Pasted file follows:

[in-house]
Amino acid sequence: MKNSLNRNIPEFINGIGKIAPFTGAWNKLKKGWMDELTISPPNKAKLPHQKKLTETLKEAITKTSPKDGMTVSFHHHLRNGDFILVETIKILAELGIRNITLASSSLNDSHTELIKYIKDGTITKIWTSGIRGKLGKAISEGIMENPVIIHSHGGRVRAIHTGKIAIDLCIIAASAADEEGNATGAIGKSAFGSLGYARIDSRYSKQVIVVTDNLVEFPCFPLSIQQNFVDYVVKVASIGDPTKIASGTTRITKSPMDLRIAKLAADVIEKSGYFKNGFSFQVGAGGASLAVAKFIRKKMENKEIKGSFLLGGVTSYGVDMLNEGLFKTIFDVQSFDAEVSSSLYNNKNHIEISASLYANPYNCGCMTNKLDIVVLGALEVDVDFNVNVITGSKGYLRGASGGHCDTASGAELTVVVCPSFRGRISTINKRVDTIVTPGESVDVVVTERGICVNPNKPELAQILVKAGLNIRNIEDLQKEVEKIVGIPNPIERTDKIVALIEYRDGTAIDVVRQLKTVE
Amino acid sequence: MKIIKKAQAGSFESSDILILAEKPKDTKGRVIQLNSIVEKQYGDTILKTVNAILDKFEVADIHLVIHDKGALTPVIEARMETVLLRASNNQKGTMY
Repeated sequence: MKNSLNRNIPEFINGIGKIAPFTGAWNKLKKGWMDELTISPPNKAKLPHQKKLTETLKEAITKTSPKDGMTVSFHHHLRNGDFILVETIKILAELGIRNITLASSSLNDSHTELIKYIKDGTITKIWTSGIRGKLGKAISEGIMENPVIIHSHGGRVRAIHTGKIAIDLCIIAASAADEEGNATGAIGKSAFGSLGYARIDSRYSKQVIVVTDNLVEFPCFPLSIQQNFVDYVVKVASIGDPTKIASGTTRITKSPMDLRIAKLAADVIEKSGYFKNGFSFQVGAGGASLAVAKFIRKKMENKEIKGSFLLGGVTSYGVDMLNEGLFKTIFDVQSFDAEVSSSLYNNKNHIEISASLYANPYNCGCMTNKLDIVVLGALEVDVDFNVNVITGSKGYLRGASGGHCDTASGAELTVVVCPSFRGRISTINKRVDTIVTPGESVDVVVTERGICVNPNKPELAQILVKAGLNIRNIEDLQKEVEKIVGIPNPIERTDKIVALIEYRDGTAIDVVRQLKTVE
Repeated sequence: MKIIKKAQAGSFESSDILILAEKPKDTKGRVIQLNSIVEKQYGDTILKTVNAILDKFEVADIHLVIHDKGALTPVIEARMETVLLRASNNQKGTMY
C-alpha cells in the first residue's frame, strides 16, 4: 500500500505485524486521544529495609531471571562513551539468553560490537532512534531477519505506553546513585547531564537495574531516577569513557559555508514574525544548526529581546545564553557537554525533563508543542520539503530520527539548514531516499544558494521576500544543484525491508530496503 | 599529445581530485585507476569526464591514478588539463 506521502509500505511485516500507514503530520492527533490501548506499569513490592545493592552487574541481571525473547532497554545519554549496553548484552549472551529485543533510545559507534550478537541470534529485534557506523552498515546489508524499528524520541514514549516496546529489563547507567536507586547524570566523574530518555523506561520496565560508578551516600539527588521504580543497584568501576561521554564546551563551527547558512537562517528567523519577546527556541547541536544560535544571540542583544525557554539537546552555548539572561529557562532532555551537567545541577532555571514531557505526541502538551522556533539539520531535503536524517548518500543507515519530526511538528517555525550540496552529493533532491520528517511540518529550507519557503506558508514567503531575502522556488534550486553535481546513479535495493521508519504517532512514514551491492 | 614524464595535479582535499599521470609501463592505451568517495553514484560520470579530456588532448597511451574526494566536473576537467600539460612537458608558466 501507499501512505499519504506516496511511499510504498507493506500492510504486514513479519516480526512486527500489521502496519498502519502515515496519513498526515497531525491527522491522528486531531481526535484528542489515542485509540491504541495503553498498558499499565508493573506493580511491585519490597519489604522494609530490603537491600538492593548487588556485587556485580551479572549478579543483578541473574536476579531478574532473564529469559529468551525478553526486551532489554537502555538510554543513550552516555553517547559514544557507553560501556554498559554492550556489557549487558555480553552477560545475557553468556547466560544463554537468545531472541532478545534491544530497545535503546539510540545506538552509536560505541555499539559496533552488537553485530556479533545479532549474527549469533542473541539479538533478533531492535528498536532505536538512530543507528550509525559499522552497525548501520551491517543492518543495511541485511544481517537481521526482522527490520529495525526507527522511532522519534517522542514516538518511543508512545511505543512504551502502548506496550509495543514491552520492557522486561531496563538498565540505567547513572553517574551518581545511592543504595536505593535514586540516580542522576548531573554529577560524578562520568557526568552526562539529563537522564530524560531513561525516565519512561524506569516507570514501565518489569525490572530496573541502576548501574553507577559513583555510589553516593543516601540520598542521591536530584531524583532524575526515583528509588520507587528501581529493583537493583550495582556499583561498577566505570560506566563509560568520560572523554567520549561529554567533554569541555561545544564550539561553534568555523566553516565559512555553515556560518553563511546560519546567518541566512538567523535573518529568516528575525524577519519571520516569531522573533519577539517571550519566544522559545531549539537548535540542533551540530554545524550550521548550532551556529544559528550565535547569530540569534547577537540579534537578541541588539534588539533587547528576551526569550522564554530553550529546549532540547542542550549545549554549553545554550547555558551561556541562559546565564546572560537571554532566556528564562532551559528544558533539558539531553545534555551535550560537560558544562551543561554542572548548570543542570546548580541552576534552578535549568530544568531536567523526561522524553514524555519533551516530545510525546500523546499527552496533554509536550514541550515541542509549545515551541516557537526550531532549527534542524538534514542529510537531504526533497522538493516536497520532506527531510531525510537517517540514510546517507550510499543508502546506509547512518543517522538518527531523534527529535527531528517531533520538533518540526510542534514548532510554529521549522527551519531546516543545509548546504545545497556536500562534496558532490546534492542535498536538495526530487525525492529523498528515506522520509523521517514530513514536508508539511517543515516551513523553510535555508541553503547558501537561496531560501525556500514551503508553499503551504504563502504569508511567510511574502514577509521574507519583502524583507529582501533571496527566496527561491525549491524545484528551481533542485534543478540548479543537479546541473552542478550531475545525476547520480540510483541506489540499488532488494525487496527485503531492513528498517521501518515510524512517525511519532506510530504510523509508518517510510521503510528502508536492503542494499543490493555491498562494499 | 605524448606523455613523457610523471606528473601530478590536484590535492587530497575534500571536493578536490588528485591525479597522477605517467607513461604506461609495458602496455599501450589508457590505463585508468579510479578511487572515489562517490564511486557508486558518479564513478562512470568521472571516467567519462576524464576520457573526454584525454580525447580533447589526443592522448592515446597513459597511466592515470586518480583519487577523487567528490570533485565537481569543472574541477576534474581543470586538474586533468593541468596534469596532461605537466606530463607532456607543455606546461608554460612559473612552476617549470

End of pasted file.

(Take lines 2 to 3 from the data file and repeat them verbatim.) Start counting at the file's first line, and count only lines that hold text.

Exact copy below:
Amino acid sequence: MKNSLNRNIPEFINGIGKIAPFTGAWNKLKKGWMDELTISPPNKAKLPHQKKLTETLKEAITKTSPKDGMTVSFHHHLRNGDFILVETIKILAELGIRNITLASSSLNDSHTELIKYIKDGTITKIWTSGIRGKLGKAISEGIMENPVIIHSHGGRVRAIHTGKIAIDLCIIAASAADEEGNATGAIGKSAFGSLGYARIDSRYSKQVIVVTDNLVEFPCFPLSIQQNFVDYVVKVASIGDPTKIASGTTRITKSPMDLRIAKLAADVIEKSGYFKNGFSFQVGAGGASLAVAKFIRKKMENKEIKGSFLLGGVTSYGVDMLNEGLFKTIFDVQSFDAEVSSSLYNNKNHIEISASLYANPYNCGCMTNKLDIVVLGALEVDVDFNVNVITGSKGYLRGASGGHCDTASGAELTVVVCPSFRGRISTINKRVDTIVTPGESVDVVVTERGICVNPNKPELAQILVKAGLNIRNIEDLQKEVEKIVGIPNPIERTDKIVALIEYRDGTAIDVVRQLKTVE
Amino acid sequence: MKIIKKAQAGSFESSDILILAEKPKDTKGRVIQLNSIVEKQYGDTILKTVNAILDKFEVADIHLVIHDKGALTPVIEARMETVLLRASNNQKGTMY